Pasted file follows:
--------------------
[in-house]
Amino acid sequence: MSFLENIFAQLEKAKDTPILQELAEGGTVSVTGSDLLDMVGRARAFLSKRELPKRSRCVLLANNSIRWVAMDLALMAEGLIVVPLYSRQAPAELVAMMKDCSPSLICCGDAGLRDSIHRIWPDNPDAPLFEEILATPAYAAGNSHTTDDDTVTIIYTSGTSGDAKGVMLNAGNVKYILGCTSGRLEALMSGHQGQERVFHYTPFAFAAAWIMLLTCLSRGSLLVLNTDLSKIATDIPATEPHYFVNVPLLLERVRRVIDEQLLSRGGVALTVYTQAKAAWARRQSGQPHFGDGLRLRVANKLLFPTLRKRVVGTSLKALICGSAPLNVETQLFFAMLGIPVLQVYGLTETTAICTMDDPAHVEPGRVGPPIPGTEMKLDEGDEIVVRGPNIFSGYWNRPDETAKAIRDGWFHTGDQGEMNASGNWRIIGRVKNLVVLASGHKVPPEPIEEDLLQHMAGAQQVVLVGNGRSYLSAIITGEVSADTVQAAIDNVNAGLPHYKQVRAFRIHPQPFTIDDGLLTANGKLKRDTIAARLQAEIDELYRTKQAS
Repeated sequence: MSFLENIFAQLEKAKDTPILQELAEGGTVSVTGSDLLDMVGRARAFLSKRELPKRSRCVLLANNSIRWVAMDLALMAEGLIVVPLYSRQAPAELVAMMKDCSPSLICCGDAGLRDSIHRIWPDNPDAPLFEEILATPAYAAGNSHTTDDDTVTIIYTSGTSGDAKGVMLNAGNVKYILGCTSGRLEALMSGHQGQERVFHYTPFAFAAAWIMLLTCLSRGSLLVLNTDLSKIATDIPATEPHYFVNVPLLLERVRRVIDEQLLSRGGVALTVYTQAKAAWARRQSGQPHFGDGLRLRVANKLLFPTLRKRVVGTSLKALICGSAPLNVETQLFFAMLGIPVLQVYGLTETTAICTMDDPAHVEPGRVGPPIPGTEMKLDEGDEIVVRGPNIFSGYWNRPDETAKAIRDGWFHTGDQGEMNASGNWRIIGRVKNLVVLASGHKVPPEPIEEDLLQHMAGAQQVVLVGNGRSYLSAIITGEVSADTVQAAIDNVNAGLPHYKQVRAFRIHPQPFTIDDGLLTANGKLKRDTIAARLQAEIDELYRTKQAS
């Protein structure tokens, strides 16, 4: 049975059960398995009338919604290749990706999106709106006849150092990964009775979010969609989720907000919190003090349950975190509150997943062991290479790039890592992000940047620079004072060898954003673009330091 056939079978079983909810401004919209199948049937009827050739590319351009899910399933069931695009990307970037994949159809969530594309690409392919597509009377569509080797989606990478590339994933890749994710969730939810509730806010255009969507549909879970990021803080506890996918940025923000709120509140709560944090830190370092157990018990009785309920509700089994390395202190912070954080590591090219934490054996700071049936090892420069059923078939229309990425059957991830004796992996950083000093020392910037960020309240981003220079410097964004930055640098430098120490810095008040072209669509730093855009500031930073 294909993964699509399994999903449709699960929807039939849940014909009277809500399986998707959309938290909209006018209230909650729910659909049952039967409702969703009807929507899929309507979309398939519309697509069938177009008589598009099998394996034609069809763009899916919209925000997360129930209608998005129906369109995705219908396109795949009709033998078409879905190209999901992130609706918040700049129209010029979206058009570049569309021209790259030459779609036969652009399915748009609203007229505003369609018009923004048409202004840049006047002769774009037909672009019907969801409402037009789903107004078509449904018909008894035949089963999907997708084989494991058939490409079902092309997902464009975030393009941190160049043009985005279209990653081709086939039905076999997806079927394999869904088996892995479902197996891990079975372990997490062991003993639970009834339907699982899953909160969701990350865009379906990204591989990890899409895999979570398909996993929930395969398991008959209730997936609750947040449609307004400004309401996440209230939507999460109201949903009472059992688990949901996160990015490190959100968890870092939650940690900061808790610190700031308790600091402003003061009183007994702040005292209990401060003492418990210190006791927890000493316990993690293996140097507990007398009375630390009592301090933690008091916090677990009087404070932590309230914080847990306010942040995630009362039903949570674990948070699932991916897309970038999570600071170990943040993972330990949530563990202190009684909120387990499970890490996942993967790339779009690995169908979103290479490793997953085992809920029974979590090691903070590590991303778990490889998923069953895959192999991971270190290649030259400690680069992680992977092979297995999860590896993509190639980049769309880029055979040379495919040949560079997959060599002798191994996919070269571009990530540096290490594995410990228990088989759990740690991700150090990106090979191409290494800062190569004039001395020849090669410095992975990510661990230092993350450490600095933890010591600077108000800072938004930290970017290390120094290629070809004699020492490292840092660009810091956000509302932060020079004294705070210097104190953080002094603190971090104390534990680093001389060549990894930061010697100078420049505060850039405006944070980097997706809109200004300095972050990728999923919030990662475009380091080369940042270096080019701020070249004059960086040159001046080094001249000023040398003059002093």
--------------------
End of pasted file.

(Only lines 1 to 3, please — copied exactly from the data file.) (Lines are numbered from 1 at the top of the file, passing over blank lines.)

[in-house]
Amino acid sequence: MSFLENIFAQLEKAKDTPILQELAEGGTVSVTGSDLLDMVGRARAFLSKRELPKRSRCVLLANNSIRWVAMDLALMAEGLIVVPLYSRQAPAELVAMMKDCSPSLICCGDAGLRDSIHRIWPDNPDAPLFEEILATPAYAAGNSHTTDDDTVTIIYTSGTSGDAKGVMLNAGNVKYILGCTSGRLEALMSGHQGQERVFHYTPFAFAAAWIMLLTCLSRGSLLVLNTDLSKIATDIPATEPHYFVNVPLLLERVRRVIDEQLLSRGGVALTVYTQAKAAWARRQSGQPHFGDGLRLRVANKLLFPTLRKRVVGTSLKALICGSAPLNVETQLFFAMLGIPVLQVYGLTETTAICTMDDPAHVEPGRVGPPIPGTEMKLDEGDEIVVRGPNIFSGYWNRPDETAKAIRDGWFHTGDQGEMNASGNWRIIGRVKNLVVLASGHKVPPEPIEEDLLQHMAGAQQVVLVGNGRSYLSAIITGEVSADTVQAAIDNVNAGLPHYKQVRAFRIHPQPFTIDDGLLTANGKLKRDTIAARLQAEIDELYRTKQAS
Repeated sequence: MSFLENIFAQLEKAKDTPILQELAEGGTVSVTGSDLLDMVGRARAFLSKRELPKRSRCVLLANNSIRWVAMDLALMAEGLIVVPLYSRQAPAELVAMMKDCSPSLICCGDAGLRDSIHRIWPDNPDAPLFEEILATPAYAAGNSHTTDDDTVTIIYTSGTSGDAKGVMLNAGNVKYILGCTSGRLEALMSGHQGQERVFHYTPFAFAAAWIMLLTCLSRGSLLVLNTDLSKIATDIPATEPHYFVNVPLLLERVRRVIDEQLLSRGGVALTVYTQAKAAWARRQSGQPHFGDGLRLRVANKLLFPTLRKRVVGTSLKALICGSAPLNVETQLFFAMLGIPVLQVYGLTETTAICTMDDPAHVEPGRVGPPIPGTEMKLDEGDEIVVRGPNIFSGYWNRPDETAKAIRDGWFHTGDQGEMNASGNWRIIGRVKNLVVLASGHKVPPEPIEEDLLQHMAGAQQVVLVGNGRSYLSAIITGEVSADTVQAAIDNVNAGLPHYKQVRAFRIHPQPFTIDDGLLTANGKLKRDTIAARLQAEIDELYRTKQAS